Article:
In this painting, Lin Fengmian shifted his focus toward the interactions within an opera scene as a whole, the agile movements of the actors, and a sense of the continuity of development of the plot. Taking from the Song dynasty Chinese folklore saga of the Female Warrior of the Yangs, Lin creates a composition with continuous narrative and motion of the heroines Mu Guiying and her attendant. The basic composition is a stable 'x' formation, with sharp diagonals counter-balanced by the curves and arcs of the attendant's arms and bow. The dynamism of a balanced, self-generating continuum of overlapping geometric shapes and lines brings an organic flow of motion of circles, arcs and curved lines to the scene. Costumes, stage props are reinterpreted into geometric forms of complementary colours, creating visual tensions and clashes, conveying lively dynamics and dramatic opposition. The ingenious visual loop in the composition also represents the interweaving of space and time on the opera stage in an abstract form.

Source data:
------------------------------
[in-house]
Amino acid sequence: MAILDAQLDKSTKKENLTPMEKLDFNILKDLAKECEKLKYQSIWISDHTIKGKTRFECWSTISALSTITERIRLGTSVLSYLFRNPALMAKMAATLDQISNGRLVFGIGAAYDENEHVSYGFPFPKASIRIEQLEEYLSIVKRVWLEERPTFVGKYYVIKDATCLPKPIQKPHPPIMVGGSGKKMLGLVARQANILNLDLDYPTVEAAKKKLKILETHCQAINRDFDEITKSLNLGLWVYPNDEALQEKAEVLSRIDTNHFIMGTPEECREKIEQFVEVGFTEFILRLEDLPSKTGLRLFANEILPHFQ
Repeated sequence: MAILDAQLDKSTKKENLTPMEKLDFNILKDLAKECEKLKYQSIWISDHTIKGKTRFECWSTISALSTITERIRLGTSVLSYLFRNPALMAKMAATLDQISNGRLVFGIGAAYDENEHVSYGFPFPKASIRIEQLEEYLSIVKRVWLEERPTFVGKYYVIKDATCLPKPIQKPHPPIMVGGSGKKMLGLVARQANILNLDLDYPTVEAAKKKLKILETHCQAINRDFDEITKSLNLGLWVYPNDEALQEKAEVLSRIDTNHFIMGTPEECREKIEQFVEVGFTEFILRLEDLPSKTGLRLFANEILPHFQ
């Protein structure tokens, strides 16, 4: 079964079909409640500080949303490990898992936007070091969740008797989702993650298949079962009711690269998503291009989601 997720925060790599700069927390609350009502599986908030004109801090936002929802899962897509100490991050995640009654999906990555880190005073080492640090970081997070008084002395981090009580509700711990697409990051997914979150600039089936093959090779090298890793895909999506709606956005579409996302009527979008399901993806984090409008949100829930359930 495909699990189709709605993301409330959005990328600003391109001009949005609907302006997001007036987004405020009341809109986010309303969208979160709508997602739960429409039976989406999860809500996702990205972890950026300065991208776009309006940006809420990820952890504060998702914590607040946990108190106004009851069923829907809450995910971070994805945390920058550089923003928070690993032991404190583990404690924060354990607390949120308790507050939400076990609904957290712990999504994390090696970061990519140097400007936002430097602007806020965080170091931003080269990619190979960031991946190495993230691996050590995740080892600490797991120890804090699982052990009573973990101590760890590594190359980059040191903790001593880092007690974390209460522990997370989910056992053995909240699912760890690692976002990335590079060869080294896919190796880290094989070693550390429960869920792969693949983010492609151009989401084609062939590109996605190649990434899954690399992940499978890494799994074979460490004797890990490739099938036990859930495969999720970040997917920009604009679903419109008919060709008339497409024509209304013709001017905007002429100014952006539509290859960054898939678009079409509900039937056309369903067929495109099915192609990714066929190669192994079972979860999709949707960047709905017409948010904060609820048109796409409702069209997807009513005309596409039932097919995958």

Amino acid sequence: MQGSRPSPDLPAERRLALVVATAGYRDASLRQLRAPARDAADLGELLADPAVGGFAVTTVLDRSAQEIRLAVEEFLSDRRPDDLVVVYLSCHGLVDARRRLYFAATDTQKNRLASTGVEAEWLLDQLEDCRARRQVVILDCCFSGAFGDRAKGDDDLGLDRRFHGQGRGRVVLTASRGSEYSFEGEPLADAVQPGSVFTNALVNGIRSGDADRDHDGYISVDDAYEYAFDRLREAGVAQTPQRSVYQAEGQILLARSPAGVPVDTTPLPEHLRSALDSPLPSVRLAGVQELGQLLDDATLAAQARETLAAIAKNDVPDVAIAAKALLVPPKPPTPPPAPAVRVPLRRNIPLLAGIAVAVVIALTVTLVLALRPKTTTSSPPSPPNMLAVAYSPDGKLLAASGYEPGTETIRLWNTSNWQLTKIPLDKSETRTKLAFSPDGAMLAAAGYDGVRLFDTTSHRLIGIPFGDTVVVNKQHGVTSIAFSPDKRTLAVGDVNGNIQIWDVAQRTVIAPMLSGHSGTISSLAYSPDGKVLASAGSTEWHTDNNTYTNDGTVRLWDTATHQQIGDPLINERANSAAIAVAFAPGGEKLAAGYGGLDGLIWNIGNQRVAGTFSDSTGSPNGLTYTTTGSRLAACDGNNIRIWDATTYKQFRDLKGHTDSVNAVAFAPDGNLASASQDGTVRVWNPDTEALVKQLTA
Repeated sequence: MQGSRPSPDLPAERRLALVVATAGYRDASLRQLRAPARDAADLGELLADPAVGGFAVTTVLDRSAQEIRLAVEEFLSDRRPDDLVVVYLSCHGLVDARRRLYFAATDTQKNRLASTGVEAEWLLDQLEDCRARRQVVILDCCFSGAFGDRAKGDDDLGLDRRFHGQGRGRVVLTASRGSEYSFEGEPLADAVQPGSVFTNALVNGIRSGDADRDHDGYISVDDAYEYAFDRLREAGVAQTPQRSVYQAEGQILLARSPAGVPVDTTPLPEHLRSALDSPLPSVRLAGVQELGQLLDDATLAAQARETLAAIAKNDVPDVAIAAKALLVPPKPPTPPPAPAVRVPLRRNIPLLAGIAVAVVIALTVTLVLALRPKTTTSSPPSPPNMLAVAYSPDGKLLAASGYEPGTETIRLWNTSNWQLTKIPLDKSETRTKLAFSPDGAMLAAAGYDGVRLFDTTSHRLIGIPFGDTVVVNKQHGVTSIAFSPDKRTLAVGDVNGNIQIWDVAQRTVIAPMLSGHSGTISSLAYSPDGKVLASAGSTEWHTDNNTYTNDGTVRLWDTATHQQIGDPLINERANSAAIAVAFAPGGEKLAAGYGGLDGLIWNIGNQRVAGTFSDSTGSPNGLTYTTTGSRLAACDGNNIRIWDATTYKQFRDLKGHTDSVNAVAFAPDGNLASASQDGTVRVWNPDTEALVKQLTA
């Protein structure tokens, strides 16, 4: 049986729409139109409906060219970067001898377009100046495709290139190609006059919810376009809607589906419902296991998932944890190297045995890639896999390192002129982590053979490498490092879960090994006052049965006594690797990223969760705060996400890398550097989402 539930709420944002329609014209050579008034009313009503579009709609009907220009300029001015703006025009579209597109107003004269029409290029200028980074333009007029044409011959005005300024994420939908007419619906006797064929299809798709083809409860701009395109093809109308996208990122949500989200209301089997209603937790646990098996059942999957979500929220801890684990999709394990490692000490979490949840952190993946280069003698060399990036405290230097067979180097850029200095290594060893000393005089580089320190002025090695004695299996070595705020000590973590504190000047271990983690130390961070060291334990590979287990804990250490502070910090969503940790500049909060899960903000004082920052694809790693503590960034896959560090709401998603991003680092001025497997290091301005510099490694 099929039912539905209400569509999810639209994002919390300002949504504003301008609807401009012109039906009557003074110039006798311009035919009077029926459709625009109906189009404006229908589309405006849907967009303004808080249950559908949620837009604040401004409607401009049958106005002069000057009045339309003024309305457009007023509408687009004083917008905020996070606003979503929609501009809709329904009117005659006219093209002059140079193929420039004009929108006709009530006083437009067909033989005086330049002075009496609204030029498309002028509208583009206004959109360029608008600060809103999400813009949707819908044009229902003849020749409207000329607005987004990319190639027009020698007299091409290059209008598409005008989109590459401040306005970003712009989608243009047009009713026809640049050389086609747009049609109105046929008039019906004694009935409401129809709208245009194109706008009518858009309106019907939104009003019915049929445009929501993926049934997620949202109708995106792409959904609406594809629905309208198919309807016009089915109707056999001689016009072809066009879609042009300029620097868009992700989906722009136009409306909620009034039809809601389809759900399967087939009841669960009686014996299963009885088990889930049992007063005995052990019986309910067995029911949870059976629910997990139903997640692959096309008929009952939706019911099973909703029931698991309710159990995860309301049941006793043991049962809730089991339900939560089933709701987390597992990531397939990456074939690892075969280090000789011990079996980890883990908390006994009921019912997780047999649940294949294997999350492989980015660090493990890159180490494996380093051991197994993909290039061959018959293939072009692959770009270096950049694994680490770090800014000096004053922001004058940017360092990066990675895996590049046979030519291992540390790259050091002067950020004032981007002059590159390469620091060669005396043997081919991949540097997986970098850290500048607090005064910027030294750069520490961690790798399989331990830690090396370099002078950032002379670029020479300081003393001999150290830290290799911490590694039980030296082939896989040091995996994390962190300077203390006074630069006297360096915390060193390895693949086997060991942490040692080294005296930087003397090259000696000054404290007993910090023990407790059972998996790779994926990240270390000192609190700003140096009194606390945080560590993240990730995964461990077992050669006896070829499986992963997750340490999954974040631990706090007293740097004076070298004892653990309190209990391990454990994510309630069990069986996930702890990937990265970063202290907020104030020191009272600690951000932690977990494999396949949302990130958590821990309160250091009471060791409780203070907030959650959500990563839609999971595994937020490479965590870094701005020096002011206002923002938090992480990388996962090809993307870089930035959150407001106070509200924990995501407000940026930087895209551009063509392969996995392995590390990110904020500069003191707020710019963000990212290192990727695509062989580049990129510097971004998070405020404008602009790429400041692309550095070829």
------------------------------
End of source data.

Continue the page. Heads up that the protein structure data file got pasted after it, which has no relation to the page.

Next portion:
Light and colour are exceptionally important elements of Lin Fengmian's vocabulary, as seen in his attention to light sources in his studio. In this painting, red is the main tonality, and is reserved for the main heroine Mu Guiying. This is punctuated with accents of brilliant tangerine and lemon yellow that unifies the two figures in the scene. The ultramarine blue triangles at the base stand to the fore, and serves to create strong contrast to the warm palette. With one figure in bright red tones and the other in dark hues, as well as the pose and height of the figures, we can see Lin's strategy to convey the complex interactions of the figures and the grandeur and poise of Mu Guiying.
STORY OF THE FEMALE WARRIORS
The opera is set during the war between the Northern Song and the Kingdom of Western Xia, after the death of Song dynasty general Yang Zongbao. When Yang Zongbao, the son of Yang Yanzhao and Princess Chai, travelled to the Muke Fort in search of the Dragon Subduing Wood, which would help in breaking Liao army's Heaven Gate Formation, he met Mu Guiying, who married him after capturing him. Mu Guiying would prove instrumental in breaking the Heaven Gate Formation with the rest of the Yangs. When Yang Yanzhao died, there were few males left in the Yang family. Around that time, Western Xia invaded Song, and Yang Zongbao had been killed in action, so the twelve women in the family participated in the campaign against Western Xia. Yang Zongbao's hundred year old grandmother, She Saihua, along with Mu Guiying and other widows of the Yang family, lead the Song army to resist the invaders. The women generals of the Yang family proved that they were not inferior to their male counterparts, continuing the fruitful legacy to loyalist generals of the Yang family.